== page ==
Pictured above: Instagram photo of Jif® Peanut Butter Poppers/Photo: Instagram user the.sweet.foodie
I, being a homosexual, immediately did a triple-take when I saw Jif®’s advertisement pop up (HA) on my Instagram story. I thought to myself, “Is Jif® trying to communicate with the LGBTQIA community or do they just have a marketing team full of heterosexuals? Who greenlit this? You’re telling me nobody in the marketing department of Jif® has done poppers before?”
“Will [Jif®’s Poppers] make my butthole loose and my face red?” Chicago actor Sawyer Smith asked, verbalizing the hard-hitting question we were all wondering. I decided to investigate.
But first! Not everybody knows what poppers are. Though the straights are now dabbling in this butt-sex-disco-drug, poppers are still unknown to many folx. For instance, Chicago comedian Cameron Little stated:
“To be honest…” Chicago comedian Cameron Little began, “ The first time a guy I hooked up with mentioned poppers I thought, ‘fuck yes, I want jalapeno poppers!’”
“I didn’t know this term was a thing,” Chicago heterosexual Alex said. “And now I’m rethinking jalapeño poppers.”
Let’s look into the history of poppers.
Poppers–or amyl nitrates–weren’t originally used as a sphincter-relaxing party drug.The French chemist Antoine Jérôme Balard manufactured amyl nitrite in 1844. Soon after, Scottish physician Sir Thomas Lauder Brunton began using amyl nitrate to treat angina (chest pain caused by reduced blood flow to the heart). When inhaled, the arteries dilate allowing better blood flow to the heart muscle.
A more efficient angina medication came onto the scene in the 1960’s. This was great for patients and devastating for the massive pharmaceutical company Burroughs Wellcome, which owned the patent. Who would buy the Amyl Nitrates now? The soldiers fighting in ‘Nam, of course! GI’s were consuming anything they could get their hands on and, according to duesberg.com, “somehow, the newest drug of choice became amyl. Sniffing it was legal, the bottles were light, and the fumes were labelled an antidote to gun fumes. In came poppers by the crate.”
By the 1970’s, poppers became a staple of the gay disco scene. According to verywellmind.com, one “effect of these drugs is relaxation of the anal sphincter. For this reason, poppers are sometimes used to facilitate anal sex. In addition, some users find that using poppers during sex increases sexual sensations and intensifies orgasm.”
Fun fact: Poppers can also be used to combat cyanide poisoning!
Although the use of poppers never really went away, the rave scene of the 1990’s made them a dance floor staple once more. Today, poppers remain a staple drug of the gay scene.
As of 2018, poppers have now spread to grocery stores across the world. Even better, they come in three delicious flavors: peanut butter, chocolate and strawberry. As a serious investigative reporter, I found it necessary to dig deeper into the makeup of these new “snacks.” Below, you will find a comparison of Jif®’s Poppers and the poppers so many of us know and love:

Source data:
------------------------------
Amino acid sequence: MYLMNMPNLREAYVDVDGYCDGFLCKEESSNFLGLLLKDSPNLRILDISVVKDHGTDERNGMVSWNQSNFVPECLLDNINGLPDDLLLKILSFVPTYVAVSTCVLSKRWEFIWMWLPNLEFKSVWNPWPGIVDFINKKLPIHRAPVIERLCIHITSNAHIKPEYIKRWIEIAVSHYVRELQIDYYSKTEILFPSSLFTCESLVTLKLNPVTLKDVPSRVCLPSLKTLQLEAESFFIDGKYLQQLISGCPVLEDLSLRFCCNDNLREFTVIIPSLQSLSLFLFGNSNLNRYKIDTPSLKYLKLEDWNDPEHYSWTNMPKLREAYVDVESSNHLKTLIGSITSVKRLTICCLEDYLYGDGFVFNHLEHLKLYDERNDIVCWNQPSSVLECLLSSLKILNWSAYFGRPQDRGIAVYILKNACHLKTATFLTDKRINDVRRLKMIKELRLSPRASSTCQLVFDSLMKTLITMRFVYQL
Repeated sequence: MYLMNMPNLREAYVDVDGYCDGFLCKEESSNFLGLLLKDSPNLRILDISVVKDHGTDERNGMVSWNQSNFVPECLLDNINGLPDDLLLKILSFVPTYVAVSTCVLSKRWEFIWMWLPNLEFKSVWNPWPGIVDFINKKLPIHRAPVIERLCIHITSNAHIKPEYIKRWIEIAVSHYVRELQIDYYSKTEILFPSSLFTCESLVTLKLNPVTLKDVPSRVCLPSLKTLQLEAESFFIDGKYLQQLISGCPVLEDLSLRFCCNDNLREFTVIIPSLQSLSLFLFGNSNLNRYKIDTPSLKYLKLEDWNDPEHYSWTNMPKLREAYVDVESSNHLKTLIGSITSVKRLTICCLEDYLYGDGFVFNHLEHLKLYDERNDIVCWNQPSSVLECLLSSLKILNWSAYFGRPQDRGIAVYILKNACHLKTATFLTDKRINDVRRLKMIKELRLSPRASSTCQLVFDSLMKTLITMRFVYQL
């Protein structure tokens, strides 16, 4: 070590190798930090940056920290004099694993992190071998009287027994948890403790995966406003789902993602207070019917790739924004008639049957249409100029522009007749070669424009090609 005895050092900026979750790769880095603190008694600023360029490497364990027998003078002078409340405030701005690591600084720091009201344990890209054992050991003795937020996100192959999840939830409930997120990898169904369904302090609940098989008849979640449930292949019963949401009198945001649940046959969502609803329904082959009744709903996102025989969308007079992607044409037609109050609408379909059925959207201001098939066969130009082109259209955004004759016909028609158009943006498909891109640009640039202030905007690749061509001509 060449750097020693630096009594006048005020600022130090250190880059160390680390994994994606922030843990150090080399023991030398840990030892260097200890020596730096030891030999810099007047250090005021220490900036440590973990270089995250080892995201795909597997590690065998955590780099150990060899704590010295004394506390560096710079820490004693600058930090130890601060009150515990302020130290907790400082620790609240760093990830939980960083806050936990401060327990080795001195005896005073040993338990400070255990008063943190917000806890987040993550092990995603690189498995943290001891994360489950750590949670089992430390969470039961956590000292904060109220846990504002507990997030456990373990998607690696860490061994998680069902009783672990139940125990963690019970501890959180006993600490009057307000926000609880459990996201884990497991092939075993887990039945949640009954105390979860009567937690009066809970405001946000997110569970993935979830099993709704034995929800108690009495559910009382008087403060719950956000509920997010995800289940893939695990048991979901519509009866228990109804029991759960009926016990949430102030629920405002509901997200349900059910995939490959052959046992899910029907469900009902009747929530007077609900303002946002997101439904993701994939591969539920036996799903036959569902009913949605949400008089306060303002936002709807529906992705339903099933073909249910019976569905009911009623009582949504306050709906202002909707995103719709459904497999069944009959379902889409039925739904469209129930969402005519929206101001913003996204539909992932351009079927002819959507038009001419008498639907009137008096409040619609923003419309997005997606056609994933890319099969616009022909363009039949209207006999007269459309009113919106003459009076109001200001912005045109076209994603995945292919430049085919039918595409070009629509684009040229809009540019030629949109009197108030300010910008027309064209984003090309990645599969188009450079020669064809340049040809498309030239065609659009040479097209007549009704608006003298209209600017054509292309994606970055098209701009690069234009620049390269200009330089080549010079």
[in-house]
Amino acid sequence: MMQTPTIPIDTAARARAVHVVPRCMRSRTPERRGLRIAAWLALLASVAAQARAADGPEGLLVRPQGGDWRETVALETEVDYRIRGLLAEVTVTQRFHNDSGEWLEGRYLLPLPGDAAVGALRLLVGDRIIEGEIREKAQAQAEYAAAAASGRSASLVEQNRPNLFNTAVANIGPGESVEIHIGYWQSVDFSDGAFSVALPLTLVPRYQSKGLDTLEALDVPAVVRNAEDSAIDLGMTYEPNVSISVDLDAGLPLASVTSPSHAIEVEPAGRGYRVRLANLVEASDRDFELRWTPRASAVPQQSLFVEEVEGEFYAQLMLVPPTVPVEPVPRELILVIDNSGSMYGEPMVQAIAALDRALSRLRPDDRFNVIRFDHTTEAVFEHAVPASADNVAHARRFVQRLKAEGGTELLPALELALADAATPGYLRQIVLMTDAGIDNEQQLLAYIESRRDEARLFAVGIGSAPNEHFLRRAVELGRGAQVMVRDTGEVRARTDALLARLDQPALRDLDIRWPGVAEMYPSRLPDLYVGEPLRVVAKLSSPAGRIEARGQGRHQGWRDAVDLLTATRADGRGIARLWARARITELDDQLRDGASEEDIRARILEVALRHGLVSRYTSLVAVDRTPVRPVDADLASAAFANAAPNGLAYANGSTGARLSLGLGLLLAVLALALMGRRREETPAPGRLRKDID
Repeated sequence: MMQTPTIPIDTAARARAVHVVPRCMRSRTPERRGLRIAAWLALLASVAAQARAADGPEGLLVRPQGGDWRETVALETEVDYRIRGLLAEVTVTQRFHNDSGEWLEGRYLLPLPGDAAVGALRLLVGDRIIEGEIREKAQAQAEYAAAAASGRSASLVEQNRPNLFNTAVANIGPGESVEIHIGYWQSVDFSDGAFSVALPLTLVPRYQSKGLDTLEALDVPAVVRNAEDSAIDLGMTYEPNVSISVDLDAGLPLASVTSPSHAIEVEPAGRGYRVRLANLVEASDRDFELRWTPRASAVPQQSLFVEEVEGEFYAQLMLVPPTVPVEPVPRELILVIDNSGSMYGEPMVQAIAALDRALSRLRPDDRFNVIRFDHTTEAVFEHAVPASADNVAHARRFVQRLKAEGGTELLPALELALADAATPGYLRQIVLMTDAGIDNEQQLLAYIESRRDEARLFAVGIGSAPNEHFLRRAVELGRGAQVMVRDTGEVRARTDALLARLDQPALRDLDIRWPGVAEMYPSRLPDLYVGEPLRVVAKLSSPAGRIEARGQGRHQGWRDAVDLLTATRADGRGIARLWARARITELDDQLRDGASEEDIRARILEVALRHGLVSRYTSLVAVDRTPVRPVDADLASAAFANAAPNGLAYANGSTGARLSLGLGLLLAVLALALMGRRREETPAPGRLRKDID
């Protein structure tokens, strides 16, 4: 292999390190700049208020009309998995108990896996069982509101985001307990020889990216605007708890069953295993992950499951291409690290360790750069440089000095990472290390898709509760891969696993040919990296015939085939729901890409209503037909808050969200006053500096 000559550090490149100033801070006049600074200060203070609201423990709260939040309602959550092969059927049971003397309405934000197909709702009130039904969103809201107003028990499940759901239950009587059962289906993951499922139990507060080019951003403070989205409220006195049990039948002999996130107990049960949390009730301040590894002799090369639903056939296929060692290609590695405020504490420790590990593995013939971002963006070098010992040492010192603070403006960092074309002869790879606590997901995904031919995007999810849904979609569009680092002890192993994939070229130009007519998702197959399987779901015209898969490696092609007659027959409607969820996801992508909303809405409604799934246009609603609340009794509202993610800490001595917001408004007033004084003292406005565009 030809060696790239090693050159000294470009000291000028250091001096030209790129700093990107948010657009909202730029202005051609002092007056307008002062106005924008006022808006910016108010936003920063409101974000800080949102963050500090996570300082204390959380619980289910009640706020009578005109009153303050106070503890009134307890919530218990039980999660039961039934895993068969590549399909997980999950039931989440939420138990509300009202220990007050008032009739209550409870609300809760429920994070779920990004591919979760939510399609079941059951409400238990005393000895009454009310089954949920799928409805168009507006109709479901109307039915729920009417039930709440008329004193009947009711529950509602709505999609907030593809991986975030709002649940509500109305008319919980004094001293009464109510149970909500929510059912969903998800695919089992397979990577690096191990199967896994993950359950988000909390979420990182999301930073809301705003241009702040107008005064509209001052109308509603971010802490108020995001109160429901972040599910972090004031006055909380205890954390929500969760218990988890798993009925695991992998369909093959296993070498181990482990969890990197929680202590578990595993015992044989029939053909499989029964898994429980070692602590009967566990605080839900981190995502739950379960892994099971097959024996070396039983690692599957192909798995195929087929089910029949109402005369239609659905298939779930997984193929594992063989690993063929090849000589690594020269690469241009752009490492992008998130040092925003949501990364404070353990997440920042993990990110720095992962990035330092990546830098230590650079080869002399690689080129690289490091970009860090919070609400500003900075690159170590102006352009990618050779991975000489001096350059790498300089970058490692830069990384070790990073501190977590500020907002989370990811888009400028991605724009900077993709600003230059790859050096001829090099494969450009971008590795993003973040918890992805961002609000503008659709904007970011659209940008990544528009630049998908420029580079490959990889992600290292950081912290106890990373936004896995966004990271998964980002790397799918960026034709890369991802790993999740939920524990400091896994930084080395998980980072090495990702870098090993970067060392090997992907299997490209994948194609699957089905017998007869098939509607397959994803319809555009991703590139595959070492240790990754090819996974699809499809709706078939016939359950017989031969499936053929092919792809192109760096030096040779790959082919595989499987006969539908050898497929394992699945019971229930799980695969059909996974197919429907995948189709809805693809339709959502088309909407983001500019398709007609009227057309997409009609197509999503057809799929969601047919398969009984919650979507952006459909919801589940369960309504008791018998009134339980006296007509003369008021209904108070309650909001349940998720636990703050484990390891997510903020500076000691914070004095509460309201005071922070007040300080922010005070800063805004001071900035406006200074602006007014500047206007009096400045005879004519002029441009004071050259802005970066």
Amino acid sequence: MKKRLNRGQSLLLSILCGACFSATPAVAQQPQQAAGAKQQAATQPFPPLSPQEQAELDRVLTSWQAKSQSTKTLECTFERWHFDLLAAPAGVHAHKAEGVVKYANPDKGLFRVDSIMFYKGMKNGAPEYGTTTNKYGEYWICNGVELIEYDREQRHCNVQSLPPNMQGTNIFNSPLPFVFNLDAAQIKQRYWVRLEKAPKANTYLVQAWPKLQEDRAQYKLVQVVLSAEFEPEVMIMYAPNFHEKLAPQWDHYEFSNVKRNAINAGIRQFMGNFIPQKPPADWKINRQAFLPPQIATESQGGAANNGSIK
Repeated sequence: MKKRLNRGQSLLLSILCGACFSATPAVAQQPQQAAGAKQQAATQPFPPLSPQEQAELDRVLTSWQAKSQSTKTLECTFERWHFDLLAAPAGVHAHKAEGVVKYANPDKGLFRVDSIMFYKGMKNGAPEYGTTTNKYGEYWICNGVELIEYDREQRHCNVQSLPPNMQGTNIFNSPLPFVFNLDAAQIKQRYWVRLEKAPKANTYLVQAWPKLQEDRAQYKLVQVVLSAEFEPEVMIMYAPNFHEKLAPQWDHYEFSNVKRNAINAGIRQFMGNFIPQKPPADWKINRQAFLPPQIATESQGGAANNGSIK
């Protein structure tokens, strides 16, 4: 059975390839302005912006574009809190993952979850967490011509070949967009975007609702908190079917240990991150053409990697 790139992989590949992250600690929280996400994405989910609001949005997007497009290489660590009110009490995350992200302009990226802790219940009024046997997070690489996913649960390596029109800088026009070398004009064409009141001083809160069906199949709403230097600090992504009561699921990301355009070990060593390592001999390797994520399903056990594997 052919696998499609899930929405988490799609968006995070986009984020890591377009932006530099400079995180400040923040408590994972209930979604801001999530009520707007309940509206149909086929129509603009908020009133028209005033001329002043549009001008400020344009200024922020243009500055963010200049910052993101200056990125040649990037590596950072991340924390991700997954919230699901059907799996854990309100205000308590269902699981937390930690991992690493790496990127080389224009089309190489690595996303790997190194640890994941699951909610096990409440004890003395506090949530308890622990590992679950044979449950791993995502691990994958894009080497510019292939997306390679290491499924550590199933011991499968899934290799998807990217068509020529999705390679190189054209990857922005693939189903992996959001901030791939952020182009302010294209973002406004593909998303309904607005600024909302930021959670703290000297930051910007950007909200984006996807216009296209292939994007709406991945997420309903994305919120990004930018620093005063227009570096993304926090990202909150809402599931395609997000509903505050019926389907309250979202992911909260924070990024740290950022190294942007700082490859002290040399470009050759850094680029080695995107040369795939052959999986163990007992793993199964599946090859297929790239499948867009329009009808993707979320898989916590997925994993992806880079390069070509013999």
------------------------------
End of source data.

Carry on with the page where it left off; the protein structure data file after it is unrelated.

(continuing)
Jif® Chocolate Poppers: Peanut Butter Coated Popcorn: Peanuts, Sugar, Tapioca Syrup, Organic Wheat Flour, Popcorn, Contains 2% or Less of: Water, Palm Oil, Baking Soda, Organic Soybean Oil, Organic Malt (Barley).
Chocolate Flavored Covered Pretzels: Organic Wheat Flour, Sugar, Palm Kernel Oil, Contains 2% or Less of: Cocoa Processed with Alkali, Whole Milk, Whey Powder, Salt, Water, Organic Soybean Oil, Soy Lecithin, Vanillin (Artificial Flavor), Organic Malt (Barley).
My taste-test resulted in a sugar rush and a slight feeling of regret for spending money on a glorified bag of puppy chow.
POPPERS: Assorted alkyl nitrites-isopropyl nitrite and isobutyl nitrite. (Originally, only amyl nitrites were used but isopropyl nitrite tends to be more common these days.)
I did not taste-test poppers because I’m sober and prefer butt plugs over inhalants.
Shockingly, it appears that there is no crossover between the ingredients found in the recreational drug poppers and Jif®’s Poppers. According to Jif®’s website, their chocolate poppers have “the flavor you crave, that will not undo your day.” With this information, we can only assume that the Jif® Poppers will not loosen your butthole or turn your face red. Too bad.
All of this leads me to wonder if Jif® is marketing to a whole new crowd of queers or if Jif® is oblivious of the message it’s sending? Either way, it’s hilarious and I’m here for it.
 Credit to Chicago’s resident photobooth daddy Eric Strom for this article’s tag-line: “Choosy huffers choose Jif®!” Well done, Strom. Well. Done.
 Subject Alex asked to use pseudonyms.
 In all seriousness, we need to talk about the side effects of poppers. Make your own decisions, but be informed. Side effects include: a drop in blood pressure, less blood going to the brain, dizziness, nausea, vision loss, methemoglobinemia, fainting, stroke and heart attack.